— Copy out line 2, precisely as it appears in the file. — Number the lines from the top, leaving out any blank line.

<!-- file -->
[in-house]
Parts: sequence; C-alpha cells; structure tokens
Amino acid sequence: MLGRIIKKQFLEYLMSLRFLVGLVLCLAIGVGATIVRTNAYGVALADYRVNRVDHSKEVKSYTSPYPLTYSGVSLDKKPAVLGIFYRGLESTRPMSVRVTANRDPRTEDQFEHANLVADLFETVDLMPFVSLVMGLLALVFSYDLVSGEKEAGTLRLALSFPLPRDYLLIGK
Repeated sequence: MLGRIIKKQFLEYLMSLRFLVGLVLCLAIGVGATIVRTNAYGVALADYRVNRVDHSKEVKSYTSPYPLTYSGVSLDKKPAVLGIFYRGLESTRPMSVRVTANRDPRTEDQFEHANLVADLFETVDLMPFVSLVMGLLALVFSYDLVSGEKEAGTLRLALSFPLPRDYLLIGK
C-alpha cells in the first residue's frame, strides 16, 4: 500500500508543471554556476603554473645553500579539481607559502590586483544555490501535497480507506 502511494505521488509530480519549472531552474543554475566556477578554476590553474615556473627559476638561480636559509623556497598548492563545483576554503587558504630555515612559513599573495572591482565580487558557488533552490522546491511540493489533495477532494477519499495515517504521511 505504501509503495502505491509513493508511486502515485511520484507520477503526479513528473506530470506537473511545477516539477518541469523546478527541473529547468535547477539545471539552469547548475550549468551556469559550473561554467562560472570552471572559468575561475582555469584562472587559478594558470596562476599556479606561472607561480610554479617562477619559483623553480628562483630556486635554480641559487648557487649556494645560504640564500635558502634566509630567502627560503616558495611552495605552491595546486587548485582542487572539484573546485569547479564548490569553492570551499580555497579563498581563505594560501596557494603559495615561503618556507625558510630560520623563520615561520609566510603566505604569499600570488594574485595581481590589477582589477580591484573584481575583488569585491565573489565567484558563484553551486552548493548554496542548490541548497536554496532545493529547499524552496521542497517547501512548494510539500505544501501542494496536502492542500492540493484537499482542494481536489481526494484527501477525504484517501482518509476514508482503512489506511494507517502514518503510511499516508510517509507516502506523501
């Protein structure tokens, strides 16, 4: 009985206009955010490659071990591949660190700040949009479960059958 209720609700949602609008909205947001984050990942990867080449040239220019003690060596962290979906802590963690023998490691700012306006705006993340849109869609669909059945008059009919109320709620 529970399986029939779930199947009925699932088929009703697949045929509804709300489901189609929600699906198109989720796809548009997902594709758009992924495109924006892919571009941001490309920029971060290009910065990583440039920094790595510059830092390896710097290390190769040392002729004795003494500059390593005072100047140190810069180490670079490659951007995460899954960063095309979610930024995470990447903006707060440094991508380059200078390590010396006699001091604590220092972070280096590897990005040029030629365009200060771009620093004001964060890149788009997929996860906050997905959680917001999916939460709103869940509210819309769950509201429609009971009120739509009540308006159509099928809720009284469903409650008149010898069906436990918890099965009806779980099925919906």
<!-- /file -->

Parts: sequence; C-alpha cells; structure tokens